written and directed by Alejandro Amenábar
with: Ethan Hawke, Emma Watson, David Thewlis
Minnesota, 1990. Angela Gray (Emma Watson), a young girl who grew up on a desolate farm, accuses her father of sexual abuse. The man confesses, but claims to be unable to remember the details of the crime, probably suppressing the memory as his mind cannot deal with the guilt. Investigating detective Bruce Kenner (Ethan Hawke) contacts the hypnotherapist Dr. Raines (David Thewlis), who puts both the abuser and the victim under hypnosis to unearth the truth. Shockingly, it seems that Angela was the target of a ruthless Satanic cult her father and her grandma are members of. Soon Kenner feels he is dealing with something that might endanger his life- or soul.
Amenábar (The Others, Thesis) returns to the horror genre with Regression. I always found his horror movies as well made and reasonably entertaining, but never really particularly memorable or exciting. He is kind of a more modest and grounded version of M. Night Shyamalan in my eyes. Regression fits perfectly on that resume.
First, I have to say that I don’t agree with the general bad reception of this move. While it’s definitely not a great film, it’s still a very watchable one. A big plus is the original story. I am a sucker for movies about evil cults and bloodthirsty Satanists and this one puts an interesting spin on it. Worth a positive mention is also the slick and adequately dark cinematography.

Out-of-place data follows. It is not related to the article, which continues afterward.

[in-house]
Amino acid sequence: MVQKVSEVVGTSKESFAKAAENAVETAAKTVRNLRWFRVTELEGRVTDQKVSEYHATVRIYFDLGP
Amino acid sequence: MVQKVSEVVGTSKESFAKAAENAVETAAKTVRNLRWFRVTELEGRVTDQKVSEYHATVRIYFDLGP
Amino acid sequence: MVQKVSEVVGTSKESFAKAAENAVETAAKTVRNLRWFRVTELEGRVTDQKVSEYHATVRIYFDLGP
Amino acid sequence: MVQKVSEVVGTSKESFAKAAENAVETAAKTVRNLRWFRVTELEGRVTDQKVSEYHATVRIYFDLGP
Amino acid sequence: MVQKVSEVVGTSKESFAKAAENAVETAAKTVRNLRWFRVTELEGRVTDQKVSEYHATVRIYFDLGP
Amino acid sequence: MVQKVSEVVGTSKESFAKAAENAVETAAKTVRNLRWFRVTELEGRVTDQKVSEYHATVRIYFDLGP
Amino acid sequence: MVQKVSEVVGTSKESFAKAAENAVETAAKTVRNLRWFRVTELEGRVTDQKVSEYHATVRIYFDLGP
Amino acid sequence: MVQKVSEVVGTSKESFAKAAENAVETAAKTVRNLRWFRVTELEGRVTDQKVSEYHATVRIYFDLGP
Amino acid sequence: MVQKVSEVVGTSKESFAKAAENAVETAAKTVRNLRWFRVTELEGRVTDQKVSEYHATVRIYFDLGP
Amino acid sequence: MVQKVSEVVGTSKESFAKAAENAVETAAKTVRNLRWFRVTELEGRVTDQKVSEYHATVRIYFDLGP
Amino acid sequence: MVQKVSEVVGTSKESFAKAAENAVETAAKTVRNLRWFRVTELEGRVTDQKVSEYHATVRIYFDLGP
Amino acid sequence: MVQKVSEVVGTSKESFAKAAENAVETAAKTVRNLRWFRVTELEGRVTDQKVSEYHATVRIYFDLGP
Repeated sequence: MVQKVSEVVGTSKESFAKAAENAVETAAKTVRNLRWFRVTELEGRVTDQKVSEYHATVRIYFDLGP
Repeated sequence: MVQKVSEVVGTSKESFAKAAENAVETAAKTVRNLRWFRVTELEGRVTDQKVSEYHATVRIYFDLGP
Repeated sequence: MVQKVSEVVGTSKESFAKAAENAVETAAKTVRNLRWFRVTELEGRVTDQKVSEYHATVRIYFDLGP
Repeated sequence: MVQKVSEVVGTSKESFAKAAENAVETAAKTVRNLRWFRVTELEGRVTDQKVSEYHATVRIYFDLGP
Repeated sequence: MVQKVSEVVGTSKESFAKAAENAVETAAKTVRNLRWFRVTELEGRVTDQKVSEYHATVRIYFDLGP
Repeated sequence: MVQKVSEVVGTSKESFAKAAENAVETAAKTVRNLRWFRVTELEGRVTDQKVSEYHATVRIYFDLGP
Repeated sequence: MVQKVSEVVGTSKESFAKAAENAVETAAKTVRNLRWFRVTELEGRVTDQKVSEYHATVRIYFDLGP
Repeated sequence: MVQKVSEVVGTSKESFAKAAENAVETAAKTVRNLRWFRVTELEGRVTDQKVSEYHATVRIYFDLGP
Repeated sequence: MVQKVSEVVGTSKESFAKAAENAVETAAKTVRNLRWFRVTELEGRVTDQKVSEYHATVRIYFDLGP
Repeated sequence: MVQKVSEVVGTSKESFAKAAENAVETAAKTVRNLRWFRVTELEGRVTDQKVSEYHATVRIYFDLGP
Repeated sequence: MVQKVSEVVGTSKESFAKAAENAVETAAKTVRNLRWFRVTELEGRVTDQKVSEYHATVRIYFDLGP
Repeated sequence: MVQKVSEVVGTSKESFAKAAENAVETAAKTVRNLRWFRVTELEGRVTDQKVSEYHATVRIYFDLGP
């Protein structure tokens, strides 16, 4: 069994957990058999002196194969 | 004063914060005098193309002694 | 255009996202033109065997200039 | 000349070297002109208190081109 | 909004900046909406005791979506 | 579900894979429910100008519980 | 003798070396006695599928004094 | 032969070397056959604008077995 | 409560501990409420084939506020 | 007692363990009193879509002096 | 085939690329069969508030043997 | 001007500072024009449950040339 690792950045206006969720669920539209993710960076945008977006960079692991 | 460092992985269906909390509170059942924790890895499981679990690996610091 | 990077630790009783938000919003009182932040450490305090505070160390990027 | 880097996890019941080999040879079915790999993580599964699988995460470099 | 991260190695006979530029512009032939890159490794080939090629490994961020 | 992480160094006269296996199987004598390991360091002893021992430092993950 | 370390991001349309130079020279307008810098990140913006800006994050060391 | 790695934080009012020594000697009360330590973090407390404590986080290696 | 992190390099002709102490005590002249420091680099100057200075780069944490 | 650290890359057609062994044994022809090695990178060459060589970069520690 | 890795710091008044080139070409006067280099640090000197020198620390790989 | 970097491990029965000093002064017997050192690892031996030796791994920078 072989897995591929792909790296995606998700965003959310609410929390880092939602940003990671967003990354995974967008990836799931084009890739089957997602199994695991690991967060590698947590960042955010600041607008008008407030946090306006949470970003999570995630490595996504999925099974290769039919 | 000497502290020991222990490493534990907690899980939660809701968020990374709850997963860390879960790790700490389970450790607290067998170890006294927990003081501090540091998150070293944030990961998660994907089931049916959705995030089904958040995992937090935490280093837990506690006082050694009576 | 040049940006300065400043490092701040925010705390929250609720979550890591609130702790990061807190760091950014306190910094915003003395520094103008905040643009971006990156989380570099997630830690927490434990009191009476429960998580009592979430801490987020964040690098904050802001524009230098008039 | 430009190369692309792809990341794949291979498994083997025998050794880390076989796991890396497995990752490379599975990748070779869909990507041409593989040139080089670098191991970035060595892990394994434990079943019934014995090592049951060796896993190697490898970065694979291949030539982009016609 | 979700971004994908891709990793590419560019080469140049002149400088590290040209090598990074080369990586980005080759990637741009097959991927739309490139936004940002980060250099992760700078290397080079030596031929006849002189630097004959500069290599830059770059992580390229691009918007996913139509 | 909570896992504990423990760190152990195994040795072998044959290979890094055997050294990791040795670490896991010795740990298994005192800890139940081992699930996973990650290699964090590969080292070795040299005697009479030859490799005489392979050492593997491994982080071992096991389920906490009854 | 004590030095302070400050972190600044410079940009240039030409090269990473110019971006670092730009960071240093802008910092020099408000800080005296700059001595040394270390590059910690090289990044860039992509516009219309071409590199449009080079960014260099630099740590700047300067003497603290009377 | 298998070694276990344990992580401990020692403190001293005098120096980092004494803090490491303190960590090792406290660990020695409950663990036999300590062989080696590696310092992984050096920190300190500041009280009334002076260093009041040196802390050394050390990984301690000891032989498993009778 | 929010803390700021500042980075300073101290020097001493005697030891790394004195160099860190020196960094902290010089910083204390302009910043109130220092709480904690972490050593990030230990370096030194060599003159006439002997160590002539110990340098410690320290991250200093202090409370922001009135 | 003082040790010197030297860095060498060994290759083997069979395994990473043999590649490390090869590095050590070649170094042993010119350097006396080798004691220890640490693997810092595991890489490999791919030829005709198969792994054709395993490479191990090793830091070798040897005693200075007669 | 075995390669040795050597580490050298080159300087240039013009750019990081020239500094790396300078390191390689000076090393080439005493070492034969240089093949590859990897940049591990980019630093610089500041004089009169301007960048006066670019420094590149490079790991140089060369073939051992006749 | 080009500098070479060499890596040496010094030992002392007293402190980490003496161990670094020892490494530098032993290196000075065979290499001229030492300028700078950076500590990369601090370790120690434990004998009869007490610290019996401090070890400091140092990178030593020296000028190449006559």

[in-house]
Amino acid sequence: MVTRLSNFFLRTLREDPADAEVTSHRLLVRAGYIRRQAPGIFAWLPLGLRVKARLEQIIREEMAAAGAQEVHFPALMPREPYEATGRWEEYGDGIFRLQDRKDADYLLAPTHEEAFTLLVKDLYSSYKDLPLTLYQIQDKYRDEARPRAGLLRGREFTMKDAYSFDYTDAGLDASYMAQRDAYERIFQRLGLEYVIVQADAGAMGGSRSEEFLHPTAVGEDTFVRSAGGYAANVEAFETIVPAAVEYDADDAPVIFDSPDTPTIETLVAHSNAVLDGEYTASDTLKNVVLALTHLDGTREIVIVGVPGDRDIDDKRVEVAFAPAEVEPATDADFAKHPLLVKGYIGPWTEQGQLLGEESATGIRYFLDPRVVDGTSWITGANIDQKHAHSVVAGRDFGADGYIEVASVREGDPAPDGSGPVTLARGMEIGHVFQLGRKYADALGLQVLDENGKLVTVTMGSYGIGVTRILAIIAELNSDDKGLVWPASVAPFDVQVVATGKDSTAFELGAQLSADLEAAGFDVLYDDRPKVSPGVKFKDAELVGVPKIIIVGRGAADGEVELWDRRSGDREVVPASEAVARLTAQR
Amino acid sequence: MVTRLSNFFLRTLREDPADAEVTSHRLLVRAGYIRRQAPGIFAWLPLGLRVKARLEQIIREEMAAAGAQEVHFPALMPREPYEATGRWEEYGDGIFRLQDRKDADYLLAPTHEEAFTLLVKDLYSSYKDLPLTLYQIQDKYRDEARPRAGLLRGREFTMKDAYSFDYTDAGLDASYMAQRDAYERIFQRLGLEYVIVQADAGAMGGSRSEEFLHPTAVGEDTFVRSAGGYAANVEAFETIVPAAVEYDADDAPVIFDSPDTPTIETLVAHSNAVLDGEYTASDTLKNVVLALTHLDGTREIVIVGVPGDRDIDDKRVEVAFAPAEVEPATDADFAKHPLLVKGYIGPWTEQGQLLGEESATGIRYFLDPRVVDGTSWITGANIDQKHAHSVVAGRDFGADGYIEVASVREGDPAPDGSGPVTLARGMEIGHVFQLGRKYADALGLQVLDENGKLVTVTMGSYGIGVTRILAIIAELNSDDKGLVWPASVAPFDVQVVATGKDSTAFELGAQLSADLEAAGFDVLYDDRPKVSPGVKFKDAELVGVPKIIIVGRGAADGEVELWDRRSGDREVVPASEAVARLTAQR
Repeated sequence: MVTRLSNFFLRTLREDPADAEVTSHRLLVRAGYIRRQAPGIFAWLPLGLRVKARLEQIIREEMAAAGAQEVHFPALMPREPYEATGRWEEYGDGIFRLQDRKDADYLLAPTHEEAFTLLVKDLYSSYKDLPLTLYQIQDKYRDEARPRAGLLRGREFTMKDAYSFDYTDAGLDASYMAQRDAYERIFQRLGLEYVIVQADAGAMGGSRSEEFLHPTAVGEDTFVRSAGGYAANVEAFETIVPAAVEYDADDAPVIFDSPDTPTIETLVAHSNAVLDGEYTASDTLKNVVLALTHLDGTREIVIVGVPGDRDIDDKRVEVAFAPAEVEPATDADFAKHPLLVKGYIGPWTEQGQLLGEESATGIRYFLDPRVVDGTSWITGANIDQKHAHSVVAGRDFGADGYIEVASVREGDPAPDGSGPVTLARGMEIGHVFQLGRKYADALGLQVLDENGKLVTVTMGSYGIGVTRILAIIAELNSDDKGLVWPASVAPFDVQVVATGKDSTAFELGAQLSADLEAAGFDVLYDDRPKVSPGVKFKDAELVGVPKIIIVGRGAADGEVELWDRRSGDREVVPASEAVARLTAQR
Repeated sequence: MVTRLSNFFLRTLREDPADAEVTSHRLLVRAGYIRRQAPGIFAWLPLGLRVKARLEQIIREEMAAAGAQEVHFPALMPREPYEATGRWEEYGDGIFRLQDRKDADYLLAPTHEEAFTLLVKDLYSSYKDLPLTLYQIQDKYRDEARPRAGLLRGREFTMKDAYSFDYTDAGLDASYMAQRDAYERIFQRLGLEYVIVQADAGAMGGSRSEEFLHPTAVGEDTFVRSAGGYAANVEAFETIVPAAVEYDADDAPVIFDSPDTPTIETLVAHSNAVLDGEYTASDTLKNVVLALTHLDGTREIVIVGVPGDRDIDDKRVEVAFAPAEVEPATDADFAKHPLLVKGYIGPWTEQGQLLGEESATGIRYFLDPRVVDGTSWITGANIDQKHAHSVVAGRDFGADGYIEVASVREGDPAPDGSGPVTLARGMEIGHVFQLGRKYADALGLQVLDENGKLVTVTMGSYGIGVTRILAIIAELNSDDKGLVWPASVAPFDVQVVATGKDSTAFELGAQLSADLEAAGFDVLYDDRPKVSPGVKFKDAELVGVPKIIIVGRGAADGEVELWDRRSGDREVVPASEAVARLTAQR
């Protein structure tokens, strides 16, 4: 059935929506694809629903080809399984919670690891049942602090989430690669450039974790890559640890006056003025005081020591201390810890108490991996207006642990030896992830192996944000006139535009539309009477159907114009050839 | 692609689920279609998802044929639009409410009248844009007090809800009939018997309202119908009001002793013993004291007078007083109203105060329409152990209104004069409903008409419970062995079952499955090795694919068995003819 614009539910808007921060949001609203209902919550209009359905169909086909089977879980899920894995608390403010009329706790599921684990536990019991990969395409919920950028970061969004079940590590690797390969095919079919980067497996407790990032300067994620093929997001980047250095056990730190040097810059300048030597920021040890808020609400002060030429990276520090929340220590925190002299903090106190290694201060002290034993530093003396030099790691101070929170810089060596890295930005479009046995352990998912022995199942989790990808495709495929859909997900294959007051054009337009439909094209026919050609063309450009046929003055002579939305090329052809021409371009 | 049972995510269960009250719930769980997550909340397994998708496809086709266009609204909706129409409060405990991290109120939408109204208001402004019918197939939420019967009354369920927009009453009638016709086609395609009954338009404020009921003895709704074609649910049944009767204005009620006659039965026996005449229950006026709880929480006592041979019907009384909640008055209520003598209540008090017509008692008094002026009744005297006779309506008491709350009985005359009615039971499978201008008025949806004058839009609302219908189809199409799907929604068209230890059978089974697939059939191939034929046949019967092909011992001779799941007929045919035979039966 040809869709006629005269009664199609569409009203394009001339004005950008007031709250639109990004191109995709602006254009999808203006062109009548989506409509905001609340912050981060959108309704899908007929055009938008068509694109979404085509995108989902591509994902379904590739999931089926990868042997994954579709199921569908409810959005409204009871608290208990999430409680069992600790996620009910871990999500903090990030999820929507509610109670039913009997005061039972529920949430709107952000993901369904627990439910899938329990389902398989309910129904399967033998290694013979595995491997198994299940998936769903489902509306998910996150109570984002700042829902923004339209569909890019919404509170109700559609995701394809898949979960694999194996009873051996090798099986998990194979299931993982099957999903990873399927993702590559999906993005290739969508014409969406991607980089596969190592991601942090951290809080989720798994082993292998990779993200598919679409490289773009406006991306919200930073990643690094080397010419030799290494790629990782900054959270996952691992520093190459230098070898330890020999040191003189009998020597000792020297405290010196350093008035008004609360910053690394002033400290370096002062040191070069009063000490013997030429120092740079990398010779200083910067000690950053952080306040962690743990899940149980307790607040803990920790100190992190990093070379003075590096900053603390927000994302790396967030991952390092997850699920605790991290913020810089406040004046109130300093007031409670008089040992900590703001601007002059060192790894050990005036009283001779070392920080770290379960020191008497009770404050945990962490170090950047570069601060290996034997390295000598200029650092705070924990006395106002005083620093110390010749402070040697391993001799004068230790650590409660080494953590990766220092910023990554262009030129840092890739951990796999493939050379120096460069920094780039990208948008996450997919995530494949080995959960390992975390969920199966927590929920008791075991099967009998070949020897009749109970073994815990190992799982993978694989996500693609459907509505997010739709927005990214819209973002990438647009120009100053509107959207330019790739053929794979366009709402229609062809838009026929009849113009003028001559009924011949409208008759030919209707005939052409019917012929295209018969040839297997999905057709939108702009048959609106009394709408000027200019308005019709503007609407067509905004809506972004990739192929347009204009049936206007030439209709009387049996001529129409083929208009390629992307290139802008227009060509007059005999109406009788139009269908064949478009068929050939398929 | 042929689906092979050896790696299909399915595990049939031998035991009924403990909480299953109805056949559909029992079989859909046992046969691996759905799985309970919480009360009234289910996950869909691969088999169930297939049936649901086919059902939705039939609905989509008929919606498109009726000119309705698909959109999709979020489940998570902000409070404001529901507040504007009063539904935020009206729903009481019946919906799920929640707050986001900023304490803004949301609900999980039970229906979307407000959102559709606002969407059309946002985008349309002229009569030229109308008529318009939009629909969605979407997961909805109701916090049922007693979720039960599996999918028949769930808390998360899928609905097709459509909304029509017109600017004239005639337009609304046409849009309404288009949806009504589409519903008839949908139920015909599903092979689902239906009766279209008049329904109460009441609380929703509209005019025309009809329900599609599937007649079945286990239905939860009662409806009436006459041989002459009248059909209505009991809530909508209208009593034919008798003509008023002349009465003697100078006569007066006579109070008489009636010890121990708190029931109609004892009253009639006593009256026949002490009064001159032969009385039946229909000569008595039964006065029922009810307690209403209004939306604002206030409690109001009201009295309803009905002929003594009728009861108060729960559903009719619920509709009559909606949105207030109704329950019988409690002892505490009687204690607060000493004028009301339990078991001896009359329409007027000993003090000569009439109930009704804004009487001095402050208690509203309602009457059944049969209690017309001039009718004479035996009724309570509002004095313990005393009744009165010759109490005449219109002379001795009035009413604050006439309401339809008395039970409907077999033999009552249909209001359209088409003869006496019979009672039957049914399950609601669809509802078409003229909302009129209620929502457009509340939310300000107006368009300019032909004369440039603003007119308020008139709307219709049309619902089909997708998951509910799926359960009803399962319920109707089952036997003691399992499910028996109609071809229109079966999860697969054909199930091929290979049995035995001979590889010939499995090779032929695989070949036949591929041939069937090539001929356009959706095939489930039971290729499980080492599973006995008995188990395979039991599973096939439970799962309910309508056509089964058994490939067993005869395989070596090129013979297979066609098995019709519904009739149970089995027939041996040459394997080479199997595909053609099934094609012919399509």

But the highlight of the movie is the visualization of Angela’s description of the Satanists’ bizarre rituals. Amenábar takes this as an opportunity to throw some more lurid and exploitative horror imagery into the mix, that contrasts with the rather grounded thriller approach, to great effect. Apart from these scenes though, tension as well as a sign of a more individual style are lacking. While the story unfolds entertainingly enough, there is nothing that keeps us on the edge of our seat when the cult members aren’t on screen. Some of the psychological babble is also probably bullshit, but I don’t mind that too much. The acting is average all around. Hawke is putting on his proved and tested horror-film persona while Watson is just serviceable and her British accent took me out of the movie occasionally. Thewlis is not bad, but he has to spew some of the clunkiest lines.
What might be the most divisive element of the movie is its ending. And here it gets paradoxical, because although I actually liked the ending, I think it’s as much a satisfying solution to the story as it makes the film a frustrating experience in hindsight. How so? The ending we are offered does make sense in the context of the plot, but it opens up a whole array of themes and layers, pretending that we just saw a much more intelligent and deep movie than we actually did. After all the shallow characterizations, stereotypical situations and cheap shock effects, the high-brow ending feels unearned and leaves us wanting more. Not that I have a problem with cliches and conventionalism in horror movies, but the final twist made me feel as if there could have been a much better movie underneath, which was a little frustrating.
I still recommend this movie if you are looking for an alternative to the usual horror movie fare and don’t expect greatness. It doesn’t live up to the promise but it’s far better than the critic-consensus suggests. The topic, the storytelling angle and some of the imagery make up for many weaknesses.
Regression is available as VOD in European countries and will be released on DVD and VOD in the US on May 10th.